09 January, 2022

Magical speaker cables - part 2

Cable with large distance between the
conductors (Schnerzinger)
Part 1 of this article concluded that it is important to have thick enough cables in order to bring down the resistance. It also showed two examples of slightly more exotic cables, shown in the first two images here.

The first example had a large distance between the conductors and was placed on its own stand to get distance from the floor. It was designed to minimize capacitance between conductors. Another design criterion was to minimize the impact of vibrations created by the speakers themselves.

Twisted multi-conductor cable
The next example was a cable made by twisting together many thinner conductors, in this case a do-it-yourself cable. It was designed to have the least possible inductance and also to minimize the skin effect.

There is no shortage of science-based claims for how cables affect sound. There are so many of them that this blog post, where my ambition is to say something about all of them, gets to be a little longer than I would have liked it to be. If you are impatient, you may go to the end and just see the conclusion. For the curious, I will consider the claims one by one.

After resistance, it is inductance and capacitance that matter. But is a small inductance or a small capacitance preferable? Ideally, both should be zero. A cable can be made with a small value for one by getting a large value for the other. But it is not possible to produce a cable with both low inductance and low capacitance. And whether you have much of one or the other, they will both influence the treble. A hand-waving way of saying it, is that inductance blocks high frequencies while the capacitance short-circuits them. And even in a regular short speaker cable, this means that the bass will arrive a little later than the treble (dispersion).

But in a normal short speaker cable, the difference in time delay does not correspond to much more than if the tweeter element in the speaker was moved a maximum of one mm back, so the consequence is minimal. In addition, the attenuation of the treble is so small that it can be neglected in most cases. If you still want to minimize the loss for high frequencies, it pays to design for a low inductance rather than low capacitance. In other words, it is an advantage that the conductors are close together as they are in most cables, and not far apart as in the cable in the top picture. I’ll come back to why at the end of the article.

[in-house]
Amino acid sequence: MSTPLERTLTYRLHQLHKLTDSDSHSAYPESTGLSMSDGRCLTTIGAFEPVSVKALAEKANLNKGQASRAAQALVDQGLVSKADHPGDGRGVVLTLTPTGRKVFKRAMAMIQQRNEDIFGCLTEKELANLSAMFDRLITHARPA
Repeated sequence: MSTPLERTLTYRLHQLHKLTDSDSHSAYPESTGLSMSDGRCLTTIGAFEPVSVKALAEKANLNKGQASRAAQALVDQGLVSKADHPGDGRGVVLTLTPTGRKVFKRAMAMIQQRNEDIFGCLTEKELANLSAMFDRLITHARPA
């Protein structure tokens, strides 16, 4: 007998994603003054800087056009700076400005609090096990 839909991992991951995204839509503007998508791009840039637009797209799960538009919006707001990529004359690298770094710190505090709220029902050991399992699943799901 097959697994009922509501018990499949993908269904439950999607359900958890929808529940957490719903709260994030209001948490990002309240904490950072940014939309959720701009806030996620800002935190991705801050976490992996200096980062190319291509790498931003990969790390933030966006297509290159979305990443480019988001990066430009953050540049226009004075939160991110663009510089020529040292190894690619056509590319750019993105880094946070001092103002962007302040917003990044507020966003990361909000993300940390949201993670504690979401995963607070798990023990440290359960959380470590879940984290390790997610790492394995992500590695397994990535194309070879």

Some cable designers emphasize minimizing the reflection of the signal from the ends of the cable. That means adapting the load to the cable's characteristic impedance. This is well known from cable TV where the impedance of the transmission line is 50 or 75 ohms. There are several objections to impedance matching for speaker cables. First, it is not possible to make cables with impedance as low as 4 or 8 ohms as is typical for speakers. But even more important is that a TV cable is long in relation to the wavelength of the signal. That is what makes the transmission line model applicable. This is not the case for audio cables where the highest treble has a wavelength of at least 10 km and the bass even longer. Therefore, speaker cables cannot be understood as transmission lines and all talk of impedance matching is meaningless.

Pupin coil on insulator on top of a telephone pole
(American Electrician 1903)
It is different with old-fashioned telephone cables that can be as long as 100 km. They must be considered as transmission lines, often with a characteristic impedance of 600 ohms. It was discovered as early as 1900 that adding loading coils (inductance) at regular intervals, so-called pupinization, was an advantage. There exist speaker cables with such coils as well. But again, here a model for a long cable is incorrectly applied, not the model which is valid for a 4-5 m long speaker cable. For such cables, it is an advantage with the opposite, namely low inductance, as just mentioned.

Others emphasize that their cables avoid resonance. This may sound convincing, as a system that has inductance and capacitance always has a resonant frequency. Even here there is a mixture of two models. The low frequency model of a cable, the one that applies to audio, consists of a discrete inductance and a discrete capacitance. Using typical values, one will find a resonance frequency of a MHz or two, which is far higher than what is audible. This fact alone should indicate that the effect is insignificant. Even more important is that at these frequencies, there is another cable model that applies, namely the transmission line model mentioned above. It has distributed inductances and capacitances and that gives no resonance. Therefore, the whole resonance problem is yet another imagined problem due to incorrect application of models.

Closely related to resistance is the skin effect. This means that the higher the frequency, the more current is displaced to the outer part of the conductor. Even at 50 Hz, as in the electricity supply, the current does not penetrate much more than one cm into a copper cable. At 20 kHz, the skin depth is about 0.5 mm. This means that for thick cables (2.5 mm2 and more or AWG 10 and less) the effective resistance increases slightly with frequency. The proximity effect, which is how currents in the two conductors influence each other, also contributes in the same direction.

Flat cable which is 12.5 cm wide
(Magnan Audio Cables)